They also discovered that the amyloid proteins are retained inside the retinal cells, where they gradually impair a molecular mechanism reliant on the protein encoded by the MAP-2 gene. Among other things, MAP-2 mechanisms help to maintain important structures inside cells called microtubules.

Dr. Ratnayaka says they were surprised at the speed with which the amyloid proteins entered the cells, and he suggests the finding may help explain how a healthy retina can switch to a diseased, AMD retina.

The team is now planning to evaluate how the beta-amyloid proteins actually enter the retinal cells and set about causing internal damage. The hope is the continuing work will lead to measures to prevent or treat AMD.

For more info:

http://www.medicalnewstoday.com/articles/314302.php

http://www.belmarrahealth.com/age-related-macular-degeneration-linked-alzheimers-disease/

http://www.express.co.uk/life-style/health/734691/protein-macular-degeneration-AMD-alzheimer-s-disease-blindness-eye-retina-amyloid-beta

 

 

 

 

 

 


More Info on the Book Eye 4

November 17, 2016
Here are a few more notes on the Book Eye 4 as a resource for low-vision/blind users.  Johnathon Kirk of UNC has sent us a brief description of his experience with the Book eye.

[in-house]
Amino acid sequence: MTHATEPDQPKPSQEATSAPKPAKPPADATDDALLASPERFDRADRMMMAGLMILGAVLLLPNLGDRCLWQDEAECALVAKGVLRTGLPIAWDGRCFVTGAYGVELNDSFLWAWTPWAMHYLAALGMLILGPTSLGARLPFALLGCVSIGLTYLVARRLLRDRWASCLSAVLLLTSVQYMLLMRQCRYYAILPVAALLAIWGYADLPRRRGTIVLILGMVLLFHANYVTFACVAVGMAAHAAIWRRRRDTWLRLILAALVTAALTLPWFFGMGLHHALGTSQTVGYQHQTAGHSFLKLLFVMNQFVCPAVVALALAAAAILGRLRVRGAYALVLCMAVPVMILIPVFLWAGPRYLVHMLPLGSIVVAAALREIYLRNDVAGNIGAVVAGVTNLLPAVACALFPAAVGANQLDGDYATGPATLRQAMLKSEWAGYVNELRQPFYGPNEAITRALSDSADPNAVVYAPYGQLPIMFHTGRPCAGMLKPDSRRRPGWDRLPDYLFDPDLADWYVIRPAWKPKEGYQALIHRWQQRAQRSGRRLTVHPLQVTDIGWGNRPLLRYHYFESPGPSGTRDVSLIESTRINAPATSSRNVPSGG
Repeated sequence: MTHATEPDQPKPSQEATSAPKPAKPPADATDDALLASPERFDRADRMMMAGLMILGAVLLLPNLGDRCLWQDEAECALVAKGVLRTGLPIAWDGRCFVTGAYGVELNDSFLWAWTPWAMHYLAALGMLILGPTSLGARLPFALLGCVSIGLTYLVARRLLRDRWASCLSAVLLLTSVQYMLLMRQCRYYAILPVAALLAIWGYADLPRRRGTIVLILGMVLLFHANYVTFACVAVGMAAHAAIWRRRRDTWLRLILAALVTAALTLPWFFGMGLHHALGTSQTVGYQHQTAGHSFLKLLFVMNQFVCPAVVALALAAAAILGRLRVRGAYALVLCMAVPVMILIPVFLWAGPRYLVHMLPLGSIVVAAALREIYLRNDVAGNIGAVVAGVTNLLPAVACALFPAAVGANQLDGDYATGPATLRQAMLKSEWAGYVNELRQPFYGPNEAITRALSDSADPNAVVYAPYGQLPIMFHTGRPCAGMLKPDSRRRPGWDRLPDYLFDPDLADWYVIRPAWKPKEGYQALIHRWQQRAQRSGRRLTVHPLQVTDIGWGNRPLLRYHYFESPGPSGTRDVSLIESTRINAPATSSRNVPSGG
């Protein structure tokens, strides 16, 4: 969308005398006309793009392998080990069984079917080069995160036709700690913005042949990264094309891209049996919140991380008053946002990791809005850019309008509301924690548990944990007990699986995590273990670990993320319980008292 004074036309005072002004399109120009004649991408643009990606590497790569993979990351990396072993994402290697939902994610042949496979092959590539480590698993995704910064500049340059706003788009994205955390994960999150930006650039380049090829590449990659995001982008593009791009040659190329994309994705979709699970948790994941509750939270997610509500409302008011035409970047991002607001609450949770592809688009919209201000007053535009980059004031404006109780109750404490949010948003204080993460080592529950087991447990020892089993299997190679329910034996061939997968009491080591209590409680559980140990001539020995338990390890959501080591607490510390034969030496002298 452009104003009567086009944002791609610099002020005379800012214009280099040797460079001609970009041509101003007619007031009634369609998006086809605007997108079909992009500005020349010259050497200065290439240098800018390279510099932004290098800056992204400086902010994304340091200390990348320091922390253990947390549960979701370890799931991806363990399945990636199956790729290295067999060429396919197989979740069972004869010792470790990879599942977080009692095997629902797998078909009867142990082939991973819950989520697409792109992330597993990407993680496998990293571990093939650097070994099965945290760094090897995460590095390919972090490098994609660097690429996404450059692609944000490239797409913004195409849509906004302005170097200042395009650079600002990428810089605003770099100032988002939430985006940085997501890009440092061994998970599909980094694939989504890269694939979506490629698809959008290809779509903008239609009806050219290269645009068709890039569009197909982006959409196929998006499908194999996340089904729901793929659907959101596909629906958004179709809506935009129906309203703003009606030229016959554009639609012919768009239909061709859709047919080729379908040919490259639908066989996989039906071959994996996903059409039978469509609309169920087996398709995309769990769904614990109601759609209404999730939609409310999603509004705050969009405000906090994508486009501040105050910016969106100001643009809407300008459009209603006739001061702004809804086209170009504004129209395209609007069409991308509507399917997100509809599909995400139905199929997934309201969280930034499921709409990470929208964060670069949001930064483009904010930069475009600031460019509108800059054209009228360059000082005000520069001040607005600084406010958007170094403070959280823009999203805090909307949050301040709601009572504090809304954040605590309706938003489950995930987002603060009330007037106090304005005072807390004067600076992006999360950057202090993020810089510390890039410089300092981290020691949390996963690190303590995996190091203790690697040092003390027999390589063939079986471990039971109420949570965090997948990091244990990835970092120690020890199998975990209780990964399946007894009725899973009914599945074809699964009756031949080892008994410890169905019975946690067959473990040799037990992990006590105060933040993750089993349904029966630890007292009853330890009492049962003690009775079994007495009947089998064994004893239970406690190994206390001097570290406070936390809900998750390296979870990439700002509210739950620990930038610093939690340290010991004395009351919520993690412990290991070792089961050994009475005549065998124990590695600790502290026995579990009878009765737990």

He highly recommends it as a free book scanner and reader.  see below
Lauren Tappan
bookeye-4

More Info on the Book Eye4 Scanner

November 8, 2016

The following is from Lauren Tappan.

Many University libraries’ now have the Book Eye 4.  Jack Mitchell from Indigo Logics,
Johnathon Kirk from the Duke Eye Center, my husband and I met at the Duke Library with
the goal of using the Book Eye 4, my I-Pad and the KNFB Reader to have scanned files
read to me.
The Book Eye 4 is a great document scanner that will allow you to send scanned documents to a thumb drive or PDF file.  It has large print on the navigational desk top so it would be easy for a low-vision user.
   My goal was to scan a document on the Book Eye 4 and send this
scanned document to my I-Pad e-mail program.
   Unfortunately, my I-Pad Voice Over does not read PDF files so we were trying to
figure out a way to have these scanned documents read.
  Jack Mitchell showed us how we can send the PDF file to my KNFB Reader ap
where the document can be saved and read to me in a timely fashion.
   As a low-vision user of these devices, I was looking for a quick and easy
scanning system that would allow me to scan at least 20 pages at a time.
When I have tried to use the KNFB Reader to scan material sometimes
my hands are not steady enough and I don’t get a clear copy of the page.
  Jack Mitchell showed us a way to arrange the I-Pad on a flat surface,
exposing the camera and then being able to use the I_pad and KNFB
Reader like the Book Eye 4 scanner.
  It sounds complicated but once you know the system things go quickly.